Virtual desktop solutions continue to emerge at a steady pace, largely driven by two factors: the virtual technology already in place for server and storage consolidation, and the ongoing migration to Windows Vista, which has been eased a bit by new virtualization-friendly licensing from Microsoft.
With the likes of Citrix and Virtual Iron coming out with new enterprise-level platforms, much of the trade press is declaring this the summer of desktop virtualization, in which the technology finally emerges from the call center into the mission-critical sphere.
Others are citing new partnerships, like the one between ClearCube and VMware, that will bring the ESX Server onto the PC blade system, as the driving wedge of the virtual PC. A chief attribute of the combined system is simplified management gained by hosting multiple machines on as little hardware as possible.
Even the Linux crowd is cutting in on the action. Linspire has partnered up with Virtual Bridges to host the latter's Win4Lin Pro virtualization software on the Linspire and Freespire operating systems. The combination is a boon to Windows users who are just dabbling in Linux because it lets users of virtual machines tap into applications for both operating systems.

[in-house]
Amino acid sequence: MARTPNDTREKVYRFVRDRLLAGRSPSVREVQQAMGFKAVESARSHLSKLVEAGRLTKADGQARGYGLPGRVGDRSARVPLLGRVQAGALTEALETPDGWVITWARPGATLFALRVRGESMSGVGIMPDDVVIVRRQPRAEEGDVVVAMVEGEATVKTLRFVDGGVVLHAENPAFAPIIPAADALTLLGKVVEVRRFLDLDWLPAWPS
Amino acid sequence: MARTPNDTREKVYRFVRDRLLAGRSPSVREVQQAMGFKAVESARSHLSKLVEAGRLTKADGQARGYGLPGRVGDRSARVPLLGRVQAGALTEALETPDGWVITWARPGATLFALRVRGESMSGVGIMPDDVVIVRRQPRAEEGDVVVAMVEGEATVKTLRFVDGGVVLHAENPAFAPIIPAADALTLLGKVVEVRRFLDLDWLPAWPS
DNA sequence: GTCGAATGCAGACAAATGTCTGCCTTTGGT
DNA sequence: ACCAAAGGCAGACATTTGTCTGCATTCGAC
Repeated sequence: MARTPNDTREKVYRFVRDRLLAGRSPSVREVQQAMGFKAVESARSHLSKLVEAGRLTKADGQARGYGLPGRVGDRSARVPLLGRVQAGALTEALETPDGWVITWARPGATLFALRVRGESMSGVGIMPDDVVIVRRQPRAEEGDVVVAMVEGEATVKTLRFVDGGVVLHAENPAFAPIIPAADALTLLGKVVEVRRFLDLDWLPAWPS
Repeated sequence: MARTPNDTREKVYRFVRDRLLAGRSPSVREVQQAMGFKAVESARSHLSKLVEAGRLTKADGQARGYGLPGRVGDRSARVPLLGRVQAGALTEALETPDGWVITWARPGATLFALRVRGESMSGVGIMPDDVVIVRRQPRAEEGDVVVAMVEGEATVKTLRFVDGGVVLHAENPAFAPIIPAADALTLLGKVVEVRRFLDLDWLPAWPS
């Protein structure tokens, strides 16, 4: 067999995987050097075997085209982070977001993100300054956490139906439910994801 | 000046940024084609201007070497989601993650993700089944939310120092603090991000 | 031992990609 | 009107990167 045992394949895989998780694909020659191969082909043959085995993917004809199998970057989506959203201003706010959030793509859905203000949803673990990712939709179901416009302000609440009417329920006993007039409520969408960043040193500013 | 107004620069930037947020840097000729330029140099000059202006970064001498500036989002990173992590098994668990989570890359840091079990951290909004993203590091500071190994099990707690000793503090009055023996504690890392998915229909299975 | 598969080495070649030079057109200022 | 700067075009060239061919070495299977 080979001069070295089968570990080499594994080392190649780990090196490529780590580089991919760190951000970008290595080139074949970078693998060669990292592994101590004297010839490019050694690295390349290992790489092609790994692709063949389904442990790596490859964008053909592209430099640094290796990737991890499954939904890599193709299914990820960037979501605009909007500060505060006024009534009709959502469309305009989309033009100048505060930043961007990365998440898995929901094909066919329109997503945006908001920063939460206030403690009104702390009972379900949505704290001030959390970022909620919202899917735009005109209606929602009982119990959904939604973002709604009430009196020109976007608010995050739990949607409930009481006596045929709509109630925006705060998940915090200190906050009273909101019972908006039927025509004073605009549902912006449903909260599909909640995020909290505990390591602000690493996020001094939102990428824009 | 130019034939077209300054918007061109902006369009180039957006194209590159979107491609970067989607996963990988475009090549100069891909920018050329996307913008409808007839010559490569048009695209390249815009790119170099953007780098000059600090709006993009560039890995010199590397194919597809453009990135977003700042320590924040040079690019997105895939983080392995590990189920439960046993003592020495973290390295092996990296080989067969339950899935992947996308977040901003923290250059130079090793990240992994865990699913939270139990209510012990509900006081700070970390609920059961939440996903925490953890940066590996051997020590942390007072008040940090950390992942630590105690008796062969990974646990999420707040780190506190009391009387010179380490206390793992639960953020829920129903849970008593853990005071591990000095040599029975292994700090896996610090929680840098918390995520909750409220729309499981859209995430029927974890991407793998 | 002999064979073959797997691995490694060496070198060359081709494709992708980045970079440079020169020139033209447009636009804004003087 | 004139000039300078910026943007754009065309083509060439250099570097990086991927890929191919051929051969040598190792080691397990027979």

While there is no doubt that desktop virtualization is a major advancement for the enterprise -- one that will boost productivity and lower costs -- we still have to be leery about the press overselling it at this point. First of all, as this article in CIO Insight points out, there are a number of factors to consider when deciding if virtual desktops are right for you. Will employees buy into it? If they're not jazzed about giving up their hard drives, productivity may suffer. Are there any one-to-one license issues to work out? Are your server platforms robust enough to handle a virtual PC environment?
The point here is that virtualization, like any emerging technology, has the potential to radically alter the way we do business for the better. But it's best to go in with your eyes open and realize that new technologies are rarely as miraculous as their supporters make them out to be.